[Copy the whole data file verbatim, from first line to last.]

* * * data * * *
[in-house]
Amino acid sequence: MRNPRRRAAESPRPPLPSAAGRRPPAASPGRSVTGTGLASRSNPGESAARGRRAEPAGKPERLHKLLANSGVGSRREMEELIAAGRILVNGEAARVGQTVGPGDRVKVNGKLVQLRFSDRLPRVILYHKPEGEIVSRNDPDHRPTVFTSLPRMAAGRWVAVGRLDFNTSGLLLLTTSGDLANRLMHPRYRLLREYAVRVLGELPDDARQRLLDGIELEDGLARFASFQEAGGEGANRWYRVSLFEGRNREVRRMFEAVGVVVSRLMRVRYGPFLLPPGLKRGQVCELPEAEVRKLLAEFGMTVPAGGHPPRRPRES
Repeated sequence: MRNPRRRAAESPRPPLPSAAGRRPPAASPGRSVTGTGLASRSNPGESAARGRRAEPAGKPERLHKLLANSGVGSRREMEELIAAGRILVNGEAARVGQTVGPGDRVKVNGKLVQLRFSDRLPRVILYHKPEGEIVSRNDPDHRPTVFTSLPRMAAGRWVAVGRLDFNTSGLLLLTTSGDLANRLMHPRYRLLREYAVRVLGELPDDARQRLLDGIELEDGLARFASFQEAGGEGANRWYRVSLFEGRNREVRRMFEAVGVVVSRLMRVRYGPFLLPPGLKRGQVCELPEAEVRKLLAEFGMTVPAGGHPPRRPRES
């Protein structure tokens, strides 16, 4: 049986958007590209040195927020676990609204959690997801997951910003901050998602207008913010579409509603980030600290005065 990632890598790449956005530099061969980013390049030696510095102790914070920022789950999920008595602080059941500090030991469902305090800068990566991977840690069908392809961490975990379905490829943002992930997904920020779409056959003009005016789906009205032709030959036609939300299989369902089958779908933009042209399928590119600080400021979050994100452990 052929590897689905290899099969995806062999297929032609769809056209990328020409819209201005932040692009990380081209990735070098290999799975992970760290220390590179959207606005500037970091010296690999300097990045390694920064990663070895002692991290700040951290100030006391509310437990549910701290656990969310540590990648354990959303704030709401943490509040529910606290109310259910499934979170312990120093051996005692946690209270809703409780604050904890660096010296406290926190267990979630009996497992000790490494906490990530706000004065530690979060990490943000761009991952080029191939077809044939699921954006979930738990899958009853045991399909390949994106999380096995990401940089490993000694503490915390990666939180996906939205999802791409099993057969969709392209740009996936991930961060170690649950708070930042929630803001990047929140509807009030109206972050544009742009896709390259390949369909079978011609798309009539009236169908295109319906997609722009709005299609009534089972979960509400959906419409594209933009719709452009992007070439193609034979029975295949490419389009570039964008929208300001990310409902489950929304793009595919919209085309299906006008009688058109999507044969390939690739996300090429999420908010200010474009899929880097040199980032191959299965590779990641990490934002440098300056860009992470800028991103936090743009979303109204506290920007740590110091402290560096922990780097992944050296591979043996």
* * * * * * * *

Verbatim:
[in-house]
Amino acid sequence: MRNPRRRAAESPRPPLPSAAGRRPPAASPGRSVTGTGLASRSNPGESAARGRRAEPAGKPERLHKLLANSGVGSRREMEELIAAGRILVNGEAARVGQTVGPGDRVKVNGKLVQLRFSDRLPRVILYHKPEGEIVSRNDPDHRPTVFTSLPRMAAGRWVAVGRLDFNTSGLLLLTTSGDLANRLMHPRYRLLREYAVRVLGELPDDARQRLLDGIELEDGLARFASFQEAGGEGANRWYRVSLFEGRNREVRRMFEAVGVVVSRLMRVRYGPFLLPPGLKRGQVCELPEAEVRKLLAEFGMTVPAGGHPPRRPRES
Repeated sequence: MRNPRRRAAESPRPPLPSAAGRRPPAASPGRSVTGTGLASRSNPGESAARGRRAEPAGKPERLHKLLANSGVGSRREMEELIAAGRILVNGEAARVGQTVGPGDRVKVNGKLVQLRFSDRLPRVILYHKPEGEIVSRNDPDHRPTVFTSLPRMAAGRWVAVGRLDFNTSGLLLLTTSGDLANRLMHPRYRLLREYAVRVLGELPDDARQRLLDGIELEDGLARFASFQEAGGEGANRWYRVSLFEGRNREVRRMFEAVGVVVSRLMRVRYGPFLLPPGLKRGQVCELPEAEVRKLLAEFGMTVPAGGHPPRRPRES
């Protein structure tokens, strides 16, 4: 049986958007590209040195927020676990609204959690997801997951910003901050998602207008913010579409509603980030600290005065 990632890598790449956005530099061969980013390049030696510095102790914070920022789950999920008595602080059941500090030991469902305090800068990566991977840690069908392809961490975990379905490829943002992930997904920020779409056959003009005016789906009205032709030959036609939300299989369902089958779908933009042209399928590119600080400021979050994100452990 052929590897689905290899099969995806062999297929032609769809056209990328020409819209201005932040692009990380081209990735070098290999799975992970760290220390590179959207606005500037970091010296690999300097990045390694920064990663070895002692991290700040951290100030006391509310437990549910701290656990969310540590990648354990959303704030709401943490509040529910606290109310259910499934979170312990120093051996005692946690209270809703409780604050904890660096010296406290926190267990979630009996497992000790490494906490990530706000004065530690979060990490943000761009991952080029191939077809044939699921954006979930738990899958009853045991399909390949994106999380096995990401940089490993000694503490915390990666939180996906939205999802791409099993057969969709392209740009996936991930961060170690649950708070930042929630803001990047929140509807009030109206972050544009742009896709390259390949369909079978011609798309009539009236169908295109319906997609722009709005299609009534089972979960509400959906419409594209933009719709452009992007070439193609034979029975295949490419389009570039964008929208300001990310409902489950929304793009595919919209085309299906006008009688058109999507044969390939690739996300090429999420908010200010474009899929880097040199980032191959299965590779990641990490934002440098300056860009992470800028991103936090743009979303109204506290920007740590110091402290560096922990780097992944050296591979043996």